"Prior to being at Bloomberg, I branded the consulting arm of The Atlantic. One of biggest trends that I saw [with my clients] is the undervaluing and an underinvestment—no matter the size of the organization—in thinking about content packaging and content delivery. If you only have 100 pennies to work with, putting 99 of them toward content creation and one toward thinking about how you package and deliver it is not a smart strategy, especially for organizations with smaller budgets."
That quote comes from an interview by Richard Papale with Jean Ellen Cowgill, global head of digital strategy and business development for Bloomberg Media and general manager of TicToc by Bloomberg. She will be delivering a keynote later this month for AM&P 360, an event hosted by one of our other divisions here.
"Think about how to take those biggest pieces of intellectual property and reuse them, recycle them, repackage them at the moment when they're most relevant," Cowgill continued. "It sounds obvious, perhaps, but so many organizations barely do it, and there's so much more they can get out of the work they already invested in."
In today's short-attention-span world, presentation can be huge. NiemanLab puts out a great feature every December called Predictions for Journalism 20XX (depending on the year). "Each year, we ask some of the smartest people in journalism and digital media what they think is coming in the next 12 months. Here's what they had to say."
It works so well because of the combination of forward-thinking content and exciting presentation. Each journalist is given perhaps 300-400 words to make their point. A well-done photo of that person accompanies the prediction. Quotes are used for takeouts in the stories.
Presentation was also a common theme last week at SIPA Annual 2019. "We've invested quite a bit in infographics," Danica Stanciu, vice president for Politico, told us. "The use cases for this are myriad. They can be used to help a sales team get up to speed [or] to [assist in] providing content and news to subscribers. Listen to your audience and understand what they need."
We also heard from Emily Laermer, data visualization editor for Money-Media, winner of 16 SIPAwards, about making a large amount of data digestible to readers. I've heard other editors there praise the work she's doing with presentation of data and content. She also spoke about suggesting changes to the way their webpage looks—another place where presentation of content matters.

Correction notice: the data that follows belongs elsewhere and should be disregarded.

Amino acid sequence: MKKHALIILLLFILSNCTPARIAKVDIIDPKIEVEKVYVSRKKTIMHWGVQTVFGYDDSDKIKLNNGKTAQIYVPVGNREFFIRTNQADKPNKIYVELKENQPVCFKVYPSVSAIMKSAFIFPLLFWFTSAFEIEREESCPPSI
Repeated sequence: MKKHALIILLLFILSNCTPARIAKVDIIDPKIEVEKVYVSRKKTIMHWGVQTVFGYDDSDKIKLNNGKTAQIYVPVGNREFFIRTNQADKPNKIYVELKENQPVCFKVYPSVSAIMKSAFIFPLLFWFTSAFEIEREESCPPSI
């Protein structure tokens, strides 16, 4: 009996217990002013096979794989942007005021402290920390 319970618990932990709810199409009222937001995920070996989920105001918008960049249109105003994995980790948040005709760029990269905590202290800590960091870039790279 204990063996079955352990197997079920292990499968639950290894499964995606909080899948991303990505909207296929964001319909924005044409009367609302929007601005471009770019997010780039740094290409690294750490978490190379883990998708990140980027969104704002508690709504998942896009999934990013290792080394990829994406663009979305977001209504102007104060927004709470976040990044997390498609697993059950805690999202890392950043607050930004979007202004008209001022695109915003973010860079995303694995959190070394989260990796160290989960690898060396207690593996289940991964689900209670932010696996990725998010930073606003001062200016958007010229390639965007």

Cowgill does warn that analysis and context may often be needed for your presentations, and can be important factors in what people are looking for in content—especially younger people.
"This generation is demanding a more narrative-driven, story-telling-driven approach that gives them the facts in a story. But they also say, 'Help me make sense of it. Give me a kind of explainer, and give it to me in a way that is engaging, that fits into my life, that is quick, that I can check on my phone, and if it's a video, I can watch in 30 seconds to a minute but I come away feeling smarter... with a narrative that helps me make sense and contextualize what's going on.'"
She suggested that part of the answer is to think about how to "repackage information or break that information apart into the kind of bite-size pieces that are lifted up into a broader ecosystem, are easier to digest, and can fit into someone's day." That's where she reminds us to make sure there's enough context, so that readers can "connect the dots as to how this information could be used at a given moment."
One of the best responses in that aforementioned NiemanLab Predictions for Journalism 2019 came from Libby Bawcombe, manager of design research and strategy at NPR, in the form of haiku (now that's a presentation!). It's headlined Haikus for the News. Here are three stanzas:
We call them "users,"
but they're individuals
doing their own thing.
Watch their behaviors.
Are they very similar?
Look how they differ!
Design, build, and test.
Prototype new solutions.
Meet them where they are.